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Taft Midway Driller - Taft, CA
  • Book Notes: ‘Boiled Over’ spins a well-crafted Maine mystery

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  • “Boiled Over: The Maine Clambake Mystery Series” by Barbara Ross. Kensington Books, New York, 2014. Paperback. $7.99.
    The carefully planned, high-stakes Founder’s Day in Busman’s Harbor, Maine, looks like it’s going to be a fabulous success for the local businesses. The weather is perfect, the Claminator, a clever contraption built to steam 300 lobster dinners, is ready to go, and the tourist buses are rolling in on cue. Julia Snowden, one of the Founder’s Day committee members with a stake in the short tourist season, is just about to breathe a sigh of relief when she sees it — a charred foot sticking out of the wood fire underneath the Claminator.
    Barbara Ross does a great job evoking the spirit and feel of coastal Maine in “Boiled Over.” She lives in Somerville, Massachusetts, and serves as one of the publishers of the Level Best short crime fiction series, set in New England, that comes out each fall.
    Julia, Ross’s nicely wrought protagonist, is an ever-curious, pleasantly willful natural-born detective. Julie is in her early 30s and was raised in Busman’s Harbor though she doesn’t feel like she belongs. After college, she left to work in finance in New York City. When the recession threatened to bankrupt her family’s longtime lobster bake business, she returns home to temporarily apply her skills to the Snowden Family Clambake.
    It doesn’t take long to figure out that the unfortunate human cinder is Stevie Noyes. Noyes runs Camp Gloosap, an RV park outside of town. He, too, serves on the Founder’s Day planning committee but he is nowhere to be seen during the early morning setup. Who would guess that beneath his likeable and friendly veneer lurks disturbing secrets? T.V. Noyes, his real name, was the man who swindled many out of their savings in a penny stock scam. After serving 10 years in prison, he re-invented himself in Busman’s Harbor. But he has a cluttered past that can’t help but erupt. Among the detritus of his earlier life are two sons, an ex-mistress and a slew of angry victims.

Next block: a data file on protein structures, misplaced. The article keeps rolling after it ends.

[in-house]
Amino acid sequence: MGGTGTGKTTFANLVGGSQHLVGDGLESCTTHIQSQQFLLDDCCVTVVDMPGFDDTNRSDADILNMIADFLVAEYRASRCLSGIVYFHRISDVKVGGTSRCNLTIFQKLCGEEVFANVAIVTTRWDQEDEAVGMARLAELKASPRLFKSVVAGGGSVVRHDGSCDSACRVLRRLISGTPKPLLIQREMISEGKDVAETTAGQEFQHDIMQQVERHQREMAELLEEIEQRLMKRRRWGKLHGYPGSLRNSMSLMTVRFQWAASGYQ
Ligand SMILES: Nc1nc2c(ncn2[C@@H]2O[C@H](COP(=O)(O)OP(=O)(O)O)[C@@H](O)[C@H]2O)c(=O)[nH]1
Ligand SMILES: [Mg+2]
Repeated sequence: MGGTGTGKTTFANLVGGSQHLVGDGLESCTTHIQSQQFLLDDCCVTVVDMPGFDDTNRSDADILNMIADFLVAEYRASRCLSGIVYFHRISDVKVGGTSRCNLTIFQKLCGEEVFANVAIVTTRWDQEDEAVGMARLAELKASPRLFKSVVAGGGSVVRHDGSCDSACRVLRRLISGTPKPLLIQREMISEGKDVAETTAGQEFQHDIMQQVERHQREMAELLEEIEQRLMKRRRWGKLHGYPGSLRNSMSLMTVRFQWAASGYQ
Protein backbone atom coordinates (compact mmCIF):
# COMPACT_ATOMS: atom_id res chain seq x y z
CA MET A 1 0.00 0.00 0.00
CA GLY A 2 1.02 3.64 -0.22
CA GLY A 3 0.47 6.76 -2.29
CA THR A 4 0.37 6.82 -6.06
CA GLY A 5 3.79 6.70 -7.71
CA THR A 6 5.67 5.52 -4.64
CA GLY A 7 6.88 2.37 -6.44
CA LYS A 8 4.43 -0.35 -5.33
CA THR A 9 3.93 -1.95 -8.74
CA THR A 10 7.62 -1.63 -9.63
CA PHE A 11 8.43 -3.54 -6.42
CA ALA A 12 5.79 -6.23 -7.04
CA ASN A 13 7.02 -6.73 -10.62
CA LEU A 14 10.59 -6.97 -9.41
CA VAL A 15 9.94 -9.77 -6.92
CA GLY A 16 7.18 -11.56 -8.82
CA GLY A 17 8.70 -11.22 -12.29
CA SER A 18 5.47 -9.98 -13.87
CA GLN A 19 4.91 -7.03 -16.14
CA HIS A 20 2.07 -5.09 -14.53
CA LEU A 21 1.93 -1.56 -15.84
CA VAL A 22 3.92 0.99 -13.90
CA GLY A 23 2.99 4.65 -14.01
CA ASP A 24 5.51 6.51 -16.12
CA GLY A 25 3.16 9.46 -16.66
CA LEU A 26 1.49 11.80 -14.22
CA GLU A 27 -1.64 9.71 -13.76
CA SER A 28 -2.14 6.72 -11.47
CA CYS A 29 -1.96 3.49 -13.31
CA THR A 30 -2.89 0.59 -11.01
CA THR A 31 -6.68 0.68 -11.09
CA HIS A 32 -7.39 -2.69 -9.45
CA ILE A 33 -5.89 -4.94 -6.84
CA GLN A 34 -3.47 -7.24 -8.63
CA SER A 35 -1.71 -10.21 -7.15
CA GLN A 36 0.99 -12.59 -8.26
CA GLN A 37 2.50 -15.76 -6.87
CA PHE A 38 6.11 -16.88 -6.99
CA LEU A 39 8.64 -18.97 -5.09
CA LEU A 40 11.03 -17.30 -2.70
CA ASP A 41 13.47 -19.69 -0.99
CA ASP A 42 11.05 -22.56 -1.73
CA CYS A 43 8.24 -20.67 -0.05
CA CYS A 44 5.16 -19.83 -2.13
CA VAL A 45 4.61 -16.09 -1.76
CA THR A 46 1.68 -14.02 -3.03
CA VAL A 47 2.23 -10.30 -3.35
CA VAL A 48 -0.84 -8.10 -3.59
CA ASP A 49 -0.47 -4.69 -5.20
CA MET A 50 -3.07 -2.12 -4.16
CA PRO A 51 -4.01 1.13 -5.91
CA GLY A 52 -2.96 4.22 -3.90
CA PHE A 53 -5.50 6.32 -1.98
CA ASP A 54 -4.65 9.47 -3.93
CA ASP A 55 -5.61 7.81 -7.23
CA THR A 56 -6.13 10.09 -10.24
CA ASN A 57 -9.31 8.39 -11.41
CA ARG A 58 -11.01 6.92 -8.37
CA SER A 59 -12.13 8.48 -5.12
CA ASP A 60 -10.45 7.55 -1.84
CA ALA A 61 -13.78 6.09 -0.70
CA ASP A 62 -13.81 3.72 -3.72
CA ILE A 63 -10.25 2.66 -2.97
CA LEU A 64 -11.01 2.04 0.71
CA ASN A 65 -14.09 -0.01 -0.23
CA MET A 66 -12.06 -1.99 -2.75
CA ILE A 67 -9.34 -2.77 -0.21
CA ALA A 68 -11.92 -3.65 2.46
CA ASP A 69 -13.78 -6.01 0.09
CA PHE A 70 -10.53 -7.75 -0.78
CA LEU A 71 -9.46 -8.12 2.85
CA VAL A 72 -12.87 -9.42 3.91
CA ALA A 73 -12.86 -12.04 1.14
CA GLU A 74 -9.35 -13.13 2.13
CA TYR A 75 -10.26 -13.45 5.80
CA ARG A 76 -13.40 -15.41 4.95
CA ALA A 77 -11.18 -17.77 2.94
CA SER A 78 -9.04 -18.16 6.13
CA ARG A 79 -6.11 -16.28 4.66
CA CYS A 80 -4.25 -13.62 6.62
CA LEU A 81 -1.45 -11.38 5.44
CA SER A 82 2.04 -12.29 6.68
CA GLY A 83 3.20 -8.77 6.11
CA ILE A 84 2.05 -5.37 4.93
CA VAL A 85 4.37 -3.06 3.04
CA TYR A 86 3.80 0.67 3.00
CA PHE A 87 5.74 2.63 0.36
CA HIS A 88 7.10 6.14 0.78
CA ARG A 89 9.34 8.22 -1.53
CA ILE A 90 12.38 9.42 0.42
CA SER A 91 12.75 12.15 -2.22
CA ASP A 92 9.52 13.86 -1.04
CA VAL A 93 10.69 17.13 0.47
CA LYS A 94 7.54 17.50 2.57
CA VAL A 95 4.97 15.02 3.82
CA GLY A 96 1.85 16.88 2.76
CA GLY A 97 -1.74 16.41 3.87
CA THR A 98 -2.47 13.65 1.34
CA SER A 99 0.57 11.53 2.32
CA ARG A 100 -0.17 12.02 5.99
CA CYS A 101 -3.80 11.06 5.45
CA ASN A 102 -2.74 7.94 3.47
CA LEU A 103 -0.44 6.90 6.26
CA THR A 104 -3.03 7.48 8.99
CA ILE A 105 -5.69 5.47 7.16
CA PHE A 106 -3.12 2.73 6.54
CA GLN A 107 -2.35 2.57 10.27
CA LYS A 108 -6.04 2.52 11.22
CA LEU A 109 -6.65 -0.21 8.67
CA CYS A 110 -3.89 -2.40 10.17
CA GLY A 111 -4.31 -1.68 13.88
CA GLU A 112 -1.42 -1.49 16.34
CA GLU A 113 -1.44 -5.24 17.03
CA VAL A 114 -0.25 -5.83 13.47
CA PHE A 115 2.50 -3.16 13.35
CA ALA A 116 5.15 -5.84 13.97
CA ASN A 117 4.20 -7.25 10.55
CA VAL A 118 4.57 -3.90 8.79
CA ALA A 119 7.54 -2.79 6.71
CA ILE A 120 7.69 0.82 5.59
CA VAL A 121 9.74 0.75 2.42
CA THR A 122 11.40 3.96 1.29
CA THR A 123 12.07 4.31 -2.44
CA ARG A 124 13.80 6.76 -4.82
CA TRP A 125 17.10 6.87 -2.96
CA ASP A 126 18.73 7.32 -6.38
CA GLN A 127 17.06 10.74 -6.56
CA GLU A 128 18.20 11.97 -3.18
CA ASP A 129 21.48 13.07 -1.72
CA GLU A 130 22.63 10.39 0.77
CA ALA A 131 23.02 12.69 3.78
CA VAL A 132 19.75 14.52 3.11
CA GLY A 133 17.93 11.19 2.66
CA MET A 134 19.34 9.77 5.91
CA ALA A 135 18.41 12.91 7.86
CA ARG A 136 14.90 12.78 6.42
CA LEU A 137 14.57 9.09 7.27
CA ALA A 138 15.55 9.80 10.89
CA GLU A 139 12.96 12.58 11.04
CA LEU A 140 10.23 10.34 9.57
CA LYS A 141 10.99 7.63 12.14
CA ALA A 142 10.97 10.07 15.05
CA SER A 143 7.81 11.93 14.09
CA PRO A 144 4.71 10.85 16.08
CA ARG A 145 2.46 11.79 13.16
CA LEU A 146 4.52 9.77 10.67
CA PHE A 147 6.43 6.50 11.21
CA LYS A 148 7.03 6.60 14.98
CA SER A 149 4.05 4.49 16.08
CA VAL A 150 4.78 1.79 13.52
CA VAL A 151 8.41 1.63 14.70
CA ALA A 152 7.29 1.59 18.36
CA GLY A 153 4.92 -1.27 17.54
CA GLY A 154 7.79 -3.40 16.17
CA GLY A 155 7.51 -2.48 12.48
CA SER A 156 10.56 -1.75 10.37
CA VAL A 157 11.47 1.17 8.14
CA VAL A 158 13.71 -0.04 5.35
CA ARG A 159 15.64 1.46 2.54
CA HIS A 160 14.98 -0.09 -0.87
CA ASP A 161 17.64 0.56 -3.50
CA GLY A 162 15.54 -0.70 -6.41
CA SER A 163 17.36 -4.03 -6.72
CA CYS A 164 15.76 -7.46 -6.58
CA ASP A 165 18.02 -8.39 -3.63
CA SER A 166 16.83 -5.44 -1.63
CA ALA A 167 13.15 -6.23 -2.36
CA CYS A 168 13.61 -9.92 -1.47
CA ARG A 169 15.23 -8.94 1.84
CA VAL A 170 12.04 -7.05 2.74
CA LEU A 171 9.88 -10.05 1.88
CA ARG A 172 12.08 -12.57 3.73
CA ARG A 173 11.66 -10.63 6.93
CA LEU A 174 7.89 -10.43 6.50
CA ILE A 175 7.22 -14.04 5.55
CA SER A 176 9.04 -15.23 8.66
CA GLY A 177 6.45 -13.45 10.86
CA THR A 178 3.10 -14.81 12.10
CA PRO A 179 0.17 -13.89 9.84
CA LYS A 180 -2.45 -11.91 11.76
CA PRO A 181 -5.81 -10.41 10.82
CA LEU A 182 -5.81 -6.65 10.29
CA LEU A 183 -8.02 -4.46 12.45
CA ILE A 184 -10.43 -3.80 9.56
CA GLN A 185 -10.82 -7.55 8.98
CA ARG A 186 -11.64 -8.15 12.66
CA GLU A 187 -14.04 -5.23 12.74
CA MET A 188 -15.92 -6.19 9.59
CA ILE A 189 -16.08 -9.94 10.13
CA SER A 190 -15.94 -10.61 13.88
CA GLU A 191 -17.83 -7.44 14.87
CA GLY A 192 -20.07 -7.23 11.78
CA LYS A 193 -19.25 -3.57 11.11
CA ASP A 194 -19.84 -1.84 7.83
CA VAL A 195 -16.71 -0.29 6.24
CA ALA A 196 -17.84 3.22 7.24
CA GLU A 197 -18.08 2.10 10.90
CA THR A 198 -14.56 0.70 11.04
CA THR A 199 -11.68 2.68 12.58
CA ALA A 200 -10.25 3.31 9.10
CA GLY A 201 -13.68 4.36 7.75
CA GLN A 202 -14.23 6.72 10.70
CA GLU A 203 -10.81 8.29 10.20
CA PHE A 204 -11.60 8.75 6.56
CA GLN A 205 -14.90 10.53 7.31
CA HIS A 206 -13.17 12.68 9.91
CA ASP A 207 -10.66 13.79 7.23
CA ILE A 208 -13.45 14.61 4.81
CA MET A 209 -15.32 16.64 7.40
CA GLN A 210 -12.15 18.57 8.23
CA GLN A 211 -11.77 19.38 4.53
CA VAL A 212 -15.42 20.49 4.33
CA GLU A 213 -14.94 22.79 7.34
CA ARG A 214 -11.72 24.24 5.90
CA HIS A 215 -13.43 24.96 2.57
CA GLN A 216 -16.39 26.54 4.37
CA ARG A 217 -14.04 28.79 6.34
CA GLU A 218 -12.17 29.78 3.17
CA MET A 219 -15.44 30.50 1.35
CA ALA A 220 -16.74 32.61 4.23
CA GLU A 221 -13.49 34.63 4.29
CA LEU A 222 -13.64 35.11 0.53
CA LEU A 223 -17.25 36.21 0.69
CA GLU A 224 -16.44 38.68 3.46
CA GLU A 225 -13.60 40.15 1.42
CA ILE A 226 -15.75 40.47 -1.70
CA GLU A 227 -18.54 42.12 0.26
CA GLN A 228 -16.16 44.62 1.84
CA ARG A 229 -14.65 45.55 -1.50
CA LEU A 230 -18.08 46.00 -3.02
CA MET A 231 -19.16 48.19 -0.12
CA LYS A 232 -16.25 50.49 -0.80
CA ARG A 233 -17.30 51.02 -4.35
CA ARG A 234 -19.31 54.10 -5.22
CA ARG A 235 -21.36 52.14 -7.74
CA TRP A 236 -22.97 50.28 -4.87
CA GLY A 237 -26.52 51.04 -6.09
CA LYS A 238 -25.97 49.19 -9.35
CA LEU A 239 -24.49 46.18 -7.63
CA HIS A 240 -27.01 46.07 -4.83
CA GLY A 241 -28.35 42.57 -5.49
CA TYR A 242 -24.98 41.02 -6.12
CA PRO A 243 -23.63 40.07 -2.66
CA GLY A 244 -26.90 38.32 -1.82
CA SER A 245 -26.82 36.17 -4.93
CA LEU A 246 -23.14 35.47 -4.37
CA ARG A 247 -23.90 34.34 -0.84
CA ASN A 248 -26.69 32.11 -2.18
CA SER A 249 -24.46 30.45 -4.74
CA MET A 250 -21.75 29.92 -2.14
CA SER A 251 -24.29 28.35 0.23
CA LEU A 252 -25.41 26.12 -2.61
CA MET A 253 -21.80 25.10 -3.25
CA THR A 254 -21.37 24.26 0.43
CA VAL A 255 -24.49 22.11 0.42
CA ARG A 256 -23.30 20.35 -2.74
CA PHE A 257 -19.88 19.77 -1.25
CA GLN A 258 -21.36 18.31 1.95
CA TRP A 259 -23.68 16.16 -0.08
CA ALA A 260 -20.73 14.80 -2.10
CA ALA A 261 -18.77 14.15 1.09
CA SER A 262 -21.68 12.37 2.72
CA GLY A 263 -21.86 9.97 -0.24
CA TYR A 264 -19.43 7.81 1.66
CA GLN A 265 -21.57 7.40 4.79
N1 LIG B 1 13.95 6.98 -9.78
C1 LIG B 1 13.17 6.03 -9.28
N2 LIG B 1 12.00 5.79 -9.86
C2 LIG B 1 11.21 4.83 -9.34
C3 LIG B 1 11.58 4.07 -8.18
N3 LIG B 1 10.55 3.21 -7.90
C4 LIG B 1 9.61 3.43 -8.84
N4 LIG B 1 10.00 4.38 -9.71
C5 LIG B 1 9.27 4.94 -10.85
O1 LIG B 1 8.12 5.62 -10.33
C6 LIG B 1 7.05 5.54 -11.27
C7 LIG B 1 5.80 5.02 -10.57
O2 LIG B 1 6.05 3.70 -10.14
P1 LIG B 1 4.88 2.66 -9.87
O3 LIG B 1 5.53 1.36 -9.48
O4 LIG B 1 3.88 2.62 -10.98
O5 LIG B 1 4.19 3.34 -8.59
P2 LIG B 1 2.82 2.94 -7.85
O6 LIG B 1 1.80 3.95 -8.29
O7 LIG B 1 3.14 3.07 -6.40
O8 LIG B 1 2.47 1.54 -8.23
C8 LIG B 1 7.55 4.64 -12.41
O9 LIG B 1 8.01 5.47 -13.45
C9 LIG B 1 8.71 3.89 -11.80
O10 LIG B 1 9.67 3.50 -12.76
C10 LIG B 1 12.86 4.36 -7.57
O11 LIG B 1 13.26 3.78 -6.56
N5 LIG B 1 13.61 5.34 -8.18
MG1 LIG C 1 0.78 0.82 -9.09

With scant circumstantial evidence, the police target Cabe, the young and earnest new hire at Snowden Family Clambake. They see him as the likely murderer. Since this is the second in Ross’s Clambake Mystery Series, the police already know Julia from a previous murder that she helped them solve. Perhaps because of smarting pride, they are somewhat duplicitous when it comes to dealing with her.
    The two state police detectives seem determined to find and charge Cabe despite Julia’s conviction that Cabe is simply a hardworking young man trying to scratch out a living. Cabe, we learn, is Noyes’s son conceived out of wedlock and put up for adoption. Though he could have motive, Julia isn’t convinced. He once saved her life by pushing her out of the way of an erratic driver. That driver, we learn later, bears watching.
    Page 2 of 2 - People with pasts linked to T.V. Noyes coincidentally converge in Busman’s Harbor on this particular August weekend. Among those we suspect are T.V. Noyes’ ex-lover, both of his sons and the widow of one of the men he swindled. The husband, deeply depressed after losing everything, jumped off the Empire State Building. Each character finds his or her way to Busman’s Harbor at this fateful moment in time. Who among them knows that Stevie Noyes was once T.V. Noyes? And who, two decades later, still has the rage to stab Noyes 17 times before stuffing him between the logs in the Claminator?
    Despite the potentially lurid nature of the crime — heating up the town’s clambake with a human body — this mystery is lots of fun, quite cleverly plotted and loaded with interesting history about everything from the Native Americans who, for generations, have picked blueberries by hand in Maine to the early settling of the Maine seacoast. This quick, friendly read tucks nicely into a beach bag. Before you pack the picnic lunch, however, you would do well to turn to the back of the book for some very appetizing recipes. One of Livvie’s Lobster Salad rolls would go perfectly with “Boiled Over.”
    ——
    Rae Padilla Francoeur’s memoir, “Free Fall: A Late-in-Life Love Affair,” is available online or in some bookstores. Write her at rae.francoeur@verizon.net. Read her blog at /www.freefallrae.blogspot.com/ or follow her @RaeAF.

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